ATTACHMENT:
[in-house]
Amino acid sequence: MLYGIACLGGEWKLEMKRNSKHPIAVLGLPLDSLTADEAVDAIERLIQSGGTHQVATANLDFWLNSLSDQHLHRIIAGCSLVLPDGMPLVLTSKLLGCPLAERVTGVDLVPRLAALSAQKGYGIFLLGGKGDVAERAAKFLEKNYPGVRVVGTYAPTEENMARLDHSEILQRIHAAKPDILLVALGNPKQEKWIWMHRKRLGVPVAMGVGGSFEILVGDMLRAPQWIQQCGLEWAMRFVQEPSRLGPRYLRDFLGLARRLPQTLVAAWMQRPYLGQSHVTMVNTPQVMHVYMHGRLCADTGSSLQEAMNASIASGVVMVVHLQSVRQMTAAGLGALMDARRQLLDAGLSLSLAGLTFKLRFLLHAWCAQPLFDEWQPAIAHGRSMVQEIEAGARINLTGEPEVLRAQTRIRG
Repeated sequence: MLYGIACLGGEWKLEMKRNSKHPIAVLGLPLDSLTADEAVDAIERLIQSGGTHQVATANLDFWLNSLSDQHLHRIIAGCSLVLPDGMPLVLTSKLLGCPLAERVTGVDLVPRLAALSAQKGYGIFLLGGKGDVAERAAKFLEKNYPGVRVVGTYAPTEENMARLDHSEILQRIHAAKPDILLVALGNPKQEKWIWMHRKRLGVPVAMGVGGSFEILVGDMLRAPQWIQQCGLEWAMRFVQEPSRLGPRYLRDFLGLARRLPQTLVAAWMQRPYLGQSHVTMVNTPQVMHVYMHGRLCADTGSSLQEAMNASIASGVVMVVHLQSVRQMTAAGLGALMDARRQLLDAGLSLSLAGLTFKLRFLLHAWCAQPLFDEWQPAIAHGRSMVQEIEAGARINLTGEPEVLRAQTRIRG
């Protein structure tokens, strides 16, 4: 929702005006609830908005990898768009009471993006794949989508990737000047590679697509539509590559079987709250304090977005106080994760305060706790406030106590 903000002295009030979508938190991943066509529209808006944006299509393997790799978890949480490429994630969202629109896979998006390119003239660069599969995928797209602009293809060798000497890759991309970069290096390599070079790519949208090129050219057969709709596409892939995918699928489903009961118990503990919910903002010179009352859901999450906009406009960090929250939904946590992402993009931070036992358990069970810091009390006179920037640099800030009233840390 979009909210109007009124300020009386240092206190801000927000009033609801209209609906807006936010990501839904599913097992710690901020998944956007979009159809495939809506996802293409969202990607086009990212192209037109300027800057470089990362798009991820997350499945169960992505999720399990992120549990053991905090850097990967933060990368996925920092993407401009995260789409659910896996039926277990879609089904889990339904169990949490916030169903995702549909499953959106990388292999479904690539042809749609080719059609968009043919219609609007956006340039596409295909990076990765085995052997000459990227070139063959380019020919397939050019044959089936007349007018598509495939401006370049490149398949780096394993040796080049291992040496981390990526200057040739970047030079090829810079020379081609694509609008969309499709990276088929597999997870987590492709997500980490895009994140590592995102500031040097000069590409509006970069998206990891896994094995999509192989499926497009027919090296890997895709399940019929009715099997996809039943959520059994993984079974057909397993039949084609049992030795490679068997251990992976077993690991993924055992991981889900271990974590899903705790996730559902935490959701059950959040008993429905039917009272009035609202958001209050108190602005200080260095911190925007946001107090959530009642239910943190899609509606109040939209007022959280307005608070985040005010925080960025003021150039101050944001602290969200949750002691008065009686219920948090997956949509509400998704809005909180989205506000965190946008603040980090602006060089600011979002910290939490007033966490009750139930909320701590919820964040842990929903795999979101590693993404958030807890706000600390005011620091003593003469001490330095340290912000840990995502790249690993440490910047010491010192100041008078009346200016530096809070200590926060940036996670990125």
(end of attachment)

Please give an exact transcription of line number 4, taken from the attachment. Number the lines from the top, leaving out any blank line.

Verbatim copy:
């Protein structure tokens, strides 16, 4: 929702005006609830908005990898768009009471993006794949989508990737000047590679697509539509590559079987709250304090977005106080994760305060706790406030106590 903000002295009030979508938190991943066509529209808006944006299509393997790799978890949480490429994630969202629109896979998006390119003239660069599969995928797209602009293809060798000497890759991309970069290096390599070079790519949208090129050219057969709709596409892939995918699928489903009961118990503990919910903002010179009352859901999450906009406009960090929250939904946590992402993009931070036992358990069970810091009390006179920037640099800030009233840390 979009909210109007009124300020009386240092206190801000927000009033609801209209609906807006936010990501839904599913097992710690901020998944956007979009159809495939809506996802293409969202990607086009990212192209037109300027800057470089990362798009991820997350499945169960992505999720399990992120549990053991905090850097990967933060990368996925920092993407401009995260789409659910896996039926277990879609089904889990339904169990949490916030169903995702549909499953959106990388292999479904690539042809749609080719059609968009043919219609609007956006340039596409295909990076990765085995052997000459990227070139063959380019020919397939050019044959089936007349007018598509495939401006370049490149398949780096394993040796080049291992040496981390990526200057040739970047030079090829810079020379081609694509609008969309499709990276088929597999997870987590492709997500980490895009994140590592995102500031040097000069590409509006970069998206990891896994094995999509192989499926497009027919090296890997895709399940019929009715099997996809039943959520059994993984079974057909397993039949084609049992030795490679068997251990992976077993690991993924055992991981889900271990974590899903705790996730559902935490959701059950959040008993429905039917009272009035609202958001209050108190602005200080260095911190925007946001107090959530009642239910943190899609509606109040939209007022959280307005608070985040005010925080960025003021150039101050944001602290969200949750002691008065009686219920948090997956949509509400998704809005909180989205506000965190946008603040980090602006060089600011979002910290939490007033966490009750139930909320701590919820964040842990929903795999979101590693993404958030807890706000600390005011620091003593003469001490330095340290912000840990995502790249690993440490910047010491010192100041008078009346200016530096809070200590926060940036996670990125």